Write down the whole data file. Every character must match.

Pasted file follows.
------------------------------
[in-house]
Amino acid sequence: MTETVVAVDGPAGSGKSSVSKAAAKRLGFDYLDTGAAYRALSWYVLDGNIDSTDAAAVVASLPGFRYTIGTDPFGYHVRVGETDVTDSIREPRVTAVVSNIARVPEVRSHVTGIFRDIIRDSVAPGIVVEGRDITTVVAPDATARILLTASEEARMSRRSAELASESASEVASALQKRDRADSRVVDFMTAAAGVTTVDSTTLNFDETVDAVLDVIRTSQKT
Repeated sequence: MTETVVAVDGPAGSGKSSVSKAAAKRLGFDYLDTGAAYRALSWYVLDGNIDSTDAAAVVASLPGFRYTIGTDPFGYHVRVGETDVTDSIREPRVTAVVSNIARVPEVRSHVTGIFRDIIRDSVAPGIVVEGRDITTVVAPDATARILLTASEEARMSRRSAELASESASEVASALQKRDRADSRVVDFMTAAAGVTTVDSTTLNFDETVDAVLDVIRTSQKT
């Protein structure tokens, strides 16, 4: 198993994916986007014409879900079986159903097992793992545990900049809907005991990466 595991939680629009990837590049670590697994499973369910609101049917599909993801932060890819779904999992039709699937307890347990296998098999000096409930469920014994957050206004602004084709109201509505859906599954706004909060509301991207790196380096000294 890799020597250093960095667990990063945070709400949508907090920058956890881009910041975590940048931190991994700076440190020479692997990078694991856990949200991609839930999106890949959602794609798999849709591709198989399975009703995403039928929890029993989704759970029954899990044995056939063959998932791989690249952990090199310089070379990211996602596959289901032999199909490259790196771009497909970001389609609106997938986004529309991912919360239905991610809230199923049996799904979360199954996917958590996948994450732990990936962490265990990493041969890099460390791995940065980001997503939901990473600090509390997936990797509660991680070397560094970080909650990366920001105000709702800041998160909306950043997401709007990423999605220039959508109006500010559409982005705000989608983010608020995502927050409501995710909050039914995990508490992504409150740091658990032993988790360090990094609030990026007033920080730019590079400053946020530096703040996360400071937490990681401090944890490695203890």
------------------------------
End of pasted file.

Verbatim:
[in-house]
Amino acid sequence: MTETVVAVDGPAGSGKSSVSKAAAKRLGFDYLDTGAAYRALSWYVLDGNIDSTDAAAVVASLPGFRYTIGTDPFGYHVRVGETDVTDSIREPRVTAVVSNIARVPEVRSHVTGIFRDIIRDSVAPGIVVEGRDITTVVAPDATARILLTASEEARMSRRSAELASESASEVASALQKRDRADSRVVDFMTAAAGVTTVDSTTLNFDETVDAVLDVIRTSQKT
Repeated sequence: MTETVVAVDGPAGSGKSSVSKAAAKRLGFDYLDTGAAYRALSWYVLDGNIDSTDAAAVVASLPGFRYTIGTDPFGYHVRVGETDVTDSIREPRVTAVVSNIARVPEVRSHVTGIFRDIIRDSVAPGIVVEGRDITTVVAPDATARILLTASEEARMSRRSAELASESASEVASALQKRDRADSRVVDFMTAAAGVTTVDSTTLNFDETVDAVLDVIRTSQKT
């Protein structure tokens, strides 16, 4: 198993994916986007014409879900079986159903097992793992545990900049809907005991990466 595991939680629009990837590049670590697994499973369910609101049917599909993801932060890819779904999992039709699937307890347990296998098999000096409930469920014994957050206004602004084709109201509505859906599954706004909060509301991207790196380096000294 890799020597250093960095667990990063945070709400949508907090920058956890881009910041975590940048931190991994700076440190020479692997990078694991856990949200991609839930999106890949959602794609798999849709591709198989399975009703995403039928929890029993989704759970029954899990044995056939063959998932791989690249952990090199310089070379990211996602596959289901032999199909490259790196771009497909970001389609609106997938986004529309991912919360239905991610809230199923049996799904979360199954996917958590996948994450732990990936962490265990990493041969890099460390791995940065980001997503939901990473600090509390997936990797509660991680070397560094970080909650990366920001105000709702800041998160909306950043997401709007990423999605220039959508109006500010559409982005705000989608983010608020995502927050409501995710909050039914995990508490992504409150740091658990032993988790360090990094609030990026007033920080730019590079400053946020530096703040996360400071937490990681401090944890490695203890």